An archaeological team in Sri Lanka have discovered evidence of a 3,300-year-old archaeological site in Sri Lanka, reportedly the oldest ever discovered in the country. The finds include granite tools and painted pottery.
3300-year-old archaeological site discovered in Sri Lanka
Malaysia Sun, 23 September 2009 Continue reading “Prehistoric site discovered in Sri Lanka”
Monash University unveils an interactive map called Sahul Time, named after the ancient landmass of Australia and Papua New Guinea, that shows you the lay of the land at different points in time over the last 100,000 years. While the main focus is of course on Australia, what’s really nifty is the inclusion of much of island Southeast Asia, which would provide anyone with an interest about the prehistory of the region to see how much larger the land mass must have been – and possibly how many archaeological sites now remain underwater.
03 October 2007 (News in Science) – Monash University unveils an interactive map called Sahul Time, named after the ancient landmass of Australia and Papua New Guinea, that shows you the lay of the land at different points in time over the last 100,000 years. While the main focus is of course on Australia, what’s really nifty is the inclusion of much of island Southeast Asia, which would provide anyone with an interest about the prehistory of the region to see how much larger the land mass must have been – and possibly how many archaeological sites now remain underwater. Links in this post will lead to the News in Science article, while a separate link to Sahul Time will be added to the resources page.
Mouse click reveals ancient coastline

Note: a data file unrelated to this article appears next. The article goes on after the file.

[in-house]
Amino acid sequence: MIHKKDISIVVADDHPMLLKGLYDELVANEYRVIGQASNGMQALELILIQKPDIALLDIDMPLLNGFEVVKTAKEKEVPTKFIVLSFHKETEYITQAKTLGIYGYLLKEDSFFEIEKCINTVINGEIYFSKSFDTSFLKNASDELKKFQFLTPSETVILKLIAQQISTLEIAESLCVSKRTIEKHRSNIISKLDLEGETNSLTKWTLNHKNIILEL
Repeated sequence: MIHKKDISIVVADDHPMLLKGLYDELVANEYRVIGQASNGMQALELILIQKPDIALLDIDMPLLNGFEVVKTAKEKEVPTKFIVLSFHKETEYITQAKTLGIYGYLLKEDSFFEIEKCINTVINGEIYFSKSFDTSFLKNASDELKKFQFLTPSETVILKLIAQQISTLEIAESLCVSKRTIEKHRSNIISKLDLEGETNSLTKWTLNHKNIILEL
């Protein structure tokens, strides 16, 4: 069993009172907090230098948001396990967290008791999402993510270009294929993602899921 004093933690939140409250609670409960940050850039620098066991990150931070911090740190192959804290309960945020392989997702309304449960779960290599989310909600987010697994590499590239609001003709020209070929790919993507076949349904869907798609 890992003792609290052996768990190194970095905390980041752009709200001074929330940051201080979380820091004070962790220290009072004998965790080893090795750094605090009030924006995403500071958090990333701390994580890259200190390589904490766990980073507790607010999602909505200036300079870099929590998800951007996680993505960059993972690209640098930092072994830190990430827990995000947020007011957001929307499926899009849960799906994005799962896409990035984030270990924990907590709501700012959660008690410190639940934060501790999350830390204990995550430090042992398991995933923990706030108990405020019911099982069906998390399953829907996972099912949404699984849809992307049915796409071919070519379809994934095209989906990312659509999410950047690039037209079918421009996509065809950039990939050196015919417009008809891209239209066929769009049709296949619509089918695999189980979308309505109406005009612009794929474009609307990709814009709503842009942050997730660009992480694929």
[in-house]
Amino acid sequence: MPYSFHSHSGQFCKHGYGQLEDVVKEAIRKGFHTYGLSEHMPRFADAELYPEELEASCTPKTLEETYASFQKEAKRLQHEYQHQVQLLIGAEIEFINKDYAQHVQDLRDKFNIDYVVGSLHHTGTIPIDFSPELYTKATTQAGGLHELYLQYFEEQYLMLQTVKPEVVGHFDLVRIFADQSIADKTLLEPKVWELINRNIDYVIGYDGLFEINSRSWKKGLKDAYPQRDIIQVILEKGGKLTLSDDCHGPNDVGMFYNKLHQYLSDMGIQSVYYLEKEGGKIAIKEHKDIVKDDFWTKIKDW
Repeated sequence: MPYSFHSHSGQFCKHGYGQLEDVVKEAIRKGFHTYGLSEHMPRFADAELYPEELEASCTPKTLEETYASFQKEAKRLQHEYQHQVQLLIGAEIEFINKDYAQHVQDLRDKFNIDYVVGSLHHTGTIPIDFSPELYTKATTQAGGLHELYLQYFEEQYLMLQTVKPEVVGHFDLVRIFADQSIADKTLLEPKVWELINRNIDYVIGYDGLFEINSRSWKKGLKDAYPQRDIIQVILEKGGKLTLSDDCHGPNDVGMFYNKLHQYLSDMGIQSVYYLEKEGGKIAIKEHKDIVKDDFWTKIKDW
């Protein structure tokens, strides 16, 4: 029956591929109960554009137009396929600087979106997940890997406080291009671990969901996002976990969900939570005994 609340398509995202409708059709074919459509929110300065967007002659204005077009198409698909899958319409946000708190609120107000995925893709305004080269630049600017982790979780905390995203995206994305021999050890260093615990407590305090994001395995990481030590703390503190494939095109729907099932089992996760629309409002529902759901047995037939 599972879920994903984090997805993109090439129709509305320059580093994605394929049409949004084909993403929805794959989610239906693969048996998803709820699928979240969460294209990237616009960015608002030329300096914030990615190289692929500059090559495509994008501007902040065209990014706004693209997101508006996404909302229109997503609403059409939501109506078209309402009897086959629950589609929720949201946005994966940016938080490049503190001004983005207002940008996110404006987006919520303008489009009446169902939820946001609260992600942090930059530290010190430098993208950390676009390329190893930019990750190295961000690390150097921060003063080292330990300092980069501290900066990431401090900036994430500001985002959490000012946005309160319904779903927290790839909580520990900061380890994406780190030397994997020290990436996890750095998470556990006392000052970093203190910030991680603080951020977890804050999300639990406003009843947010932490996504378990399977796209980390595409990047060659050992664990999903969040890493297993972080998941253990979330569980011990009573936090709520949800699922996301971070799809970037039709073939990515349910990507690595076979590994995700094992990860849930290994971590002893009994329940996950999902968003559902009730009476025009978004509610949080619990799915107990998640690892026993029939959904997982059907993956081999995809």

The changing shape of Australasia can now be seen in a new interactive digital map that mimics the rise and fall of sea levels over the past 100,000 years.
The map also has pop-up images and text about key archaeological sites and possible routes humans took from Asia to Australia during the last ice age.
An unusual prehistoric tool manufacture site has been found in the Lam Dong Province of Central Vietnam, unusual because the material used was opal, a rare material for that region.
16 May 2006 (Thanh Nien News, Vietnam Net Bridge) – An unusual prehistoric tool manufacture site has been found in the Lam Dong Province of Central Vietnam, unusual because the material used was opal, a rare material for that region.
Prehistoric manufacturing site discovered in Lam Dong
A 4,000 year-old rock tool manufacturing centre has been discovered in the Central Highlands province of Lam Dong, according to Dr Bui Chi Hoang from the HCM City Archeological Research Centre (Southern Institute of Social Sciences).
This prehistoric site is an opal rock manufacturing area where the team led by Doctor Hong has collected at least 100 items such as broken pieces of working tools, hoes and axes and opals of white, black and reddish brown colours. Not far from the site is also an opal mine believed to be the input area of the site.
Doctor Hoang said that such an opal mining and manufacturing site was rare in the southeastern region of Vietnam. Most discoveries have been schist or bazan rock working tools. As for objects made from opal, only very few of them have been found.